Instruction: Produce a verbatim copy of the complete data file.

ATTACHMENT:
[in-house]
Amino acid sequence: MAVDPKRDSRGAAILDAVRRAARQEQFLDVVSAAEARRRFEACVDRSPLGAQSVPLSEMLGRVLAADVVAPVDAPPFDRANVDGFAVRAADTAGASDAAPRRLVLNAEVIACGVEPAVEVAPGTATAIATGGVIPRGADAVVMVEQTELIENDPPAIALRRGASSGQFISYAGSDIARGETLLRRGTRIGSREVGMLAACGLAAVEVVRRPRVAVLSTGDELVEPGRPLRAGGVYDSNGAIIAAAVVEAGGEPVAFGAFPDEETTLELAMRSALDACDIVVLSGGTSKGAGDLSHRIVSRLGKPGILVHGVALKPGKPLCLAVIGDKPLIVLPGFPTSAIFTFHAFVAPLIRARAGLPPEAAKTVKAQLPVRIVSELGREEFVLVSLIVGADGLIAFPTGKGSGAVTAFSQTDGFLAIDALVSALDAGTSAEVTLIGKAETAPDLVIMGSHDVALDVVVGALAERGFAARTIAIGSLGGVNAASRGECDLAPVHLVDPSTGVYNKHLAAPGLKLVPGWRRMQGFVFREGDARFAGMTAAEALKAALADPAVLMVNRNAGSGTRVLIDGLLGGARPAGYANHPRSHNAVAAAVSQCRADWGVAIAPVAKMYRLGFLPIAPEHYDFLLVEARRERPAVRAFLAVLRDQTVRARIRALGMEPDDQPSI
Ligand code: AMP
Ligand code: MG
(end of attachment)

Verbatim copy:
[in-house]
Amino acid sequence: MAVDPKRDSRGAAILDAVRRAARQEQFLDVVSAAEARRRFEACVDRSPLGAQSVPLSEMLGRVLAADVVAPVDAPPFDRANVDGFAVRAADTAGASDAAPRRLVLNAEVIACGVEPAVEVAPGTATAIATGGVIPRGADAVVMVEQTELIENDPPAIALRRGASSGQFISYAGSDIARGETLLRRGTRIGSREVGMLAACGLAAVEVVRRPRVAVLSTGDELVEPGRPLRAGGVYDSNGAIIAAAVVEAGGEPVAFGAFPDEETTLELAMRSALDACDIVVLSGGTSKGAGDLSHRIVSRLGKPGILVHGVALKPGKPLCLAVIGDKPLIVLPGFPTSAIFTFHAFVAPLIRARAGLPPEAAKTVKAQLPVRIVSELGREEFVLVSLIVGADGLIAFPTGKGSGAVTAFSQTDGFLAIDALVSALDAGTSAEVTLIGKAETAPDLVIMGSHDVALDVVVGALAERGFAARTIAIGSLGGVNAASRGECDLAPVHLVDPSTGVYNKHLAAPGLKLVPGWRRMQGFVFREGDARFAGMTAAEALKAALADPAVLMVNRNAGSGTRVLIDGLLGGARPAGYANHPRSHNAVAAAVSQCRADWGVAIAPVAKMYRLGFLPIAPEHYDFLLVEARRERPAVRAFLAVLRDQTVRARIRALGMEPDDQPSI
Ligand code: AMP
Ligand code: MG